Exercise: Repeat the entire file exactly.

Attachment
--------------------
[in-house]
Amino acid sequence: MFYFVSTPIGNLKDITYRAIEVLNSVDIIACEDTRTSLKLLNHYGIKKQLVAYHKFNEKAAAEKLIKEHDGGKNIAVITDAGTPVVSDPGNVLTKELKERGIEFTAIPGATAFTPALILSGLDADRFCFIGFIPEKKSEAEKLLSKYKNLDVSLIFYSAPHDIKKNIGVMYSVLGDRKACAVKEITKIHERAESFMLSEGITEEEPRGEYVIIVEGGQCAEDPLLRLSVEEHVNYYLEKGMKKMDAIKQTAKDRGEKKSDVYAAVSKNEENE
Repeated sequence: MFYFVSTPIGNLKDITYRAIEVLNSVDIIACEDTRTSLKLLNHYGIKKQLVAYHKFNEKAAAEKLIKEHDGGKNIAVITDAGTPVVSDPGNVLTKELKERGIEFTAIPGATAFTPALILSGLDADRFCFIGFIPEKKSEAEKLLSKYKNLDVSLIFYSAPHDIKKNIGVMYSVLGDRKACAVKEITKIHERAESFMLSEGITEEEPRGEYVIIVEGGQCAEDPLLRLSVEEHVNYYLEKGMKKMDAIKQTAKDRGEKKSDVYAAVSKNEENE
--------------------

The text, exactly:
[in-house]
Amino acid sequence: MFYFVSTPIGNLKDITYRAIEVLNSVDIIACEDTRTSLKLLNHYGIKKQLVAYHKFNEKAAAEKLIKEHDGGKNIAVITDAGTPVVSDPGNVLTKELKERGIEFTAIPGATAFTPALILSGLDADRFCFIGFIPEKKSEAEKLLSKYKNLDVSLIFYSAPHDIKKNIGVMYSVLGDRKACAVKEITKIHERAESFMLSEGITEEEPRGEYVIIVEGGQCAEDPLLRLSVEEHVNYYLEKGMKKMDAIKQTAKDRGEKKSDVYAAVSKNEENE
Repeated sequence: MFYFVSTPIGNLKDITYRAIEVLNSVDIIACEDTRTSLKLLNHYGIKKQLVAYHKFNEKAAAEKLIKEHDGGKNIAVITDAGTPVVSDPGNVLTKELKERGIEFTAIPGATAFTPALILSGLDADRFCFIGFIPEKKSEAEKLLSKYKNLDVSLIFYSAPHDIKKNIGVMYSVLGDRKACAVKEITKIHERAESFMLSEGITEEEPRGEYVIIVEGGQCAEDPLLRLSVEEHVNYYLEKGMKKMDAIKQTAKDRGEKKSDVYAAVSKNEENE